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Lines 14-15 of the speech of Envy in Poetaster give us the time Jonson spent on composition:

These fifteene weekes (So long as since the plot was but an embrion). It is evident also that when Jonson was at work on Poetaster, he had reason to believe that Dekker was already engaged upon a counter-attack; for Histrio (3. 4. 338-342) speaks of Dekker as 'one DEMETRIVS, a dresser of plaies about the towne, here; we haue hir'd him to abuse HORACE [i. e. Ben Jonson], and bring him in, in a play, with all his gallants: as, TIBVLLVS, MECQNAS, CORNELIVS GALLVS, and the rest.' When Jonson writes, moreover, it is still early enough in 1601 for him to speak of 'this winter, which has made Histrio's company of adult actors poorer than so many starved snakes, and this seems to be an allusion to the success of the children's companies during the winter of 1600-1601 particularly. In the year 1600 the Chapel Children had been playing Jonson's Cynthia's Revels at the Blackfriars, hence the hint that the adult players have retained Demetrius in order to attack the successful dramatist and regain their own lost patronage. Lastly, note lines 180-1 of the Apologetical Dialogue of Poetaster:

Pol. Yes: they say you are slow, And scarse bring forth a play a yeere. Avthor. 'Tis true. In this connection, we must turn to Cynthid's Revels, entered Sta. Reg. May 23, 1601. Small (Stage-Quarrel 24) finds internal evidence placing the production of this play in the latter part of 1600, perhaps as late as February or March, 1600-1. So we cannot go back of, say March, 1601, for the inception of Poetaster; nor can its first production take us forward of December, 1601. Ordinarily, we should not expect to find another play produced by Jonson until the late winter of 1601-1602, but in the case of Poetaster he was laboring to anticipate a probable dramatic satire on the part of Dekker, Marston, and the adult players. We may suppose, then, that Jonson began work on Poetaster soon after the production of Cynthia's Revels, which would be early in March, 1601. The fifteen weeks devoted to composition would place the first staging of our play sometime in June, 1601. Before accepting this date, however, let us draw what inferences we fairly may from Dekker's play.

The date of entry of Satiromastix is November 11, 1601; and, since the play abounds in phrases, situations, allusions, and names taken from Poetaster, we are certain that both plays were on the boards sometime before November, 1601. Satiromastix, then, was being acted before November: but it must have been largely composed after the appearance of Poetaster which it parodies. And, as Dekker (Works, 1873, I. 202) scoffs at even the fifteen weeks devoted to Poetaster as too long a time, he must himself be understood as having composed the reply in considerably less time—say in six or eight weeks. His known speed and fertility make this wholly probable. This allowance to Dekker for the production of Satiromastix after the appearance of Poetaster would push our terminus ad quem for the latter back to probably the first of October.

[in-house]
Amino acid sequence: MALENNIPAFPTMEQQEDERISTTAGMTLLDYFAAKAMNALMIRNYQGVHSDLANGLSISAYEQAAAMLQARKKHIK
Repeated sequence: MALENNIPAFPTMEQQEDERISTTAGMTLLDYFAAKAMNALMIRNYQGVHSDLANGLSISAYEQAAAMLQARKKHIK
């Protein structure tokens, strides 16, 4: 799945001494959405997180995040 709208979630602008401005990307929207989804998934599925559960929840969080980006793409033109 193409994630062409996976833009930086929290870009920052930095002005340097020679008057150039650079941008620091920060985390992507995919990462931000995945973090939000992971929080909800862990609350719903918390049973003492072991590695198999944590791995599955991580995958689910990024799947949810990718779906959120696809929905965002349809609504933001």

Some particular fifteen weeks, therefore, between February, 1600-1601, and October, 1601, is the time in which Poetaster was in process of composition. The performance of the play may have begun as early as June, which is the month set by Small. I am inclined, however, to accept Fleay's opinion that Satiromastix was first produced in September; to believe that it was written about August; and to place the first appearance of Poetaster in late July, 1601.


D. LITERARY SOURCES In order to give some idea of the method of composition pursued in Poetaster, it is purposed to cite here the principal passages and situations found in classical authors of which Jonson, by virtue of his learning and his peculiar theories of the drama, in this instance availed himself. Jonson's defense of his practice may be found in Poetaster 5. 3. 375-8, and in the Discoveries, on Imitation.

E. 31-2. Cf. Aeneid 3. 175.

1. I. 47–88. The translation of Ovid, El. 1. 15, in so far as it presents a problem of authorship, is fully discussed elsewhere in this Introduction. As a piece of literature, it may be said to preserve something of the brevity and force of the Latin, while its want of Ovid's ease and elegance is not surprising. To turn 42 lines of Latin verse into 42 lines of English, and still to be clear, is something of an achievement.

I. 2. Scene 2 of act i is largely indebted to Ovid, Trist. 4. 10. 17-26, this being especially noticeable in 1. 2. 78-98 of the play. With lines 25–6 of Ovid, cf. Poetaster 1. 3. 89.